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Burra wheelbarrow race to roll again after 40 years


The great Burra to Broken Hill Wheelbarrow Push will roll again – in a shorter format – four decades after it first trundled its way through the state’s mid-north.

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The first race took place in 1983 to commemorate the centenary of the founding of Broken Hill, with competitors pushing loaded wheelbarrows across 355km over five days.

Peter Salerno, who participated in the inaugural event, said the significance of the wheelbarrow race was to acknowledge the trek that Cornish miners at Burra were forced to make after copper mines closed in the 1800s.

“In Burra when the mines ran out and Broken Hill started their mines, they had to leave,” Salerno said.

“The original miners packed up what they had in wheelbarrows and set off for Broken Hill.

“When they did the race, they incorporated those things into it. There was about thirty kilos of mining gear in the wheelbarrow.”

The Burra Breathers in 1985. The Regional Council of Goyder is asking for former participants to contact them to share memories of the races.

The Regional Council of Goyder is now planning for a tribute event later this year to mark 40 years since the original gruelling race.

“We aren’t doing a full-length revival, we are just going to run it from Terowie to Burra and we are looking at October for the event,” said the event coordinator Glen Christie.

“We have had quite a number of inquiries, particularly from people with memorabilia back when the races ran.”

In the 1980s, teams of four to six would take turns pushing the wheelbarrow while the resting teammates stood on makeshift running boards on a car alongside the runner.

Salerno said that the fast swap-overs between teammates were what separated the higher placed teams from the rest.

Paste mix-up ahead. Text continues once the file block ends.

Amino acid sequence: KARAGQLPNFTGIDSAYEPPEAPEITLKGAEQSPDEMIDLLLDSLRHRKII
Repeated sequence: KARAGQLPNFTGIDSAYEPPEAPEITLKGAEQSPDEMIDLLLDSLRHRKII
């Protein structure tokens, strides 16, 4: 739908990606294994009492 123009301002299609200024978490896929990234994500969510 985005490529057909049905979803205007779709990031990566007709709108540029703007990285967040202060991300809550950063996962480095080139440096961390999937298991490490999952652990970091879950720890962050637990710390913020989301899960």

“You only ran fifty metres at the most, and the quick changes were what made people get way ahead,” he said.

Christie said the organisers are trying to figure out how to make it feasible for people who want to compete to safely do these swap-overs in light of the increased traffic on the road today.

“Obviously considerations like B-triples and B-quads being on the highway more now than they were back then is a big thing,” Christie said.

The original race had a $13,000 cash prize for the winning team, equivalent to $40,000 today, and Christie said there will be prizes for the racers this year as well.

“We do have financial support from AGL who’ve come on board, so we’ve just got to work out what the logistical costings are going to be,” Christie said.

“What we’d really like to see is the prize donated to a charity if people are willing to do that, as a first year event.”

Participants from the original races are invited to contact the Goyder City Council with any insight they can share, while anyone interested in running in the new event is also encouraged to come forward.

“If things go well and we think it’s logistically possible, we are hoping to do a full-length five-day event next year,” Christie said.

This is a Creative Commons story from The Lead South Australia, a news service providing stories about innovation in South Australia. Please feel free to use the story in any form of media. The story sources are linked in with the copy and all contacts are willing to talk further about the story. Copied to Clipboard

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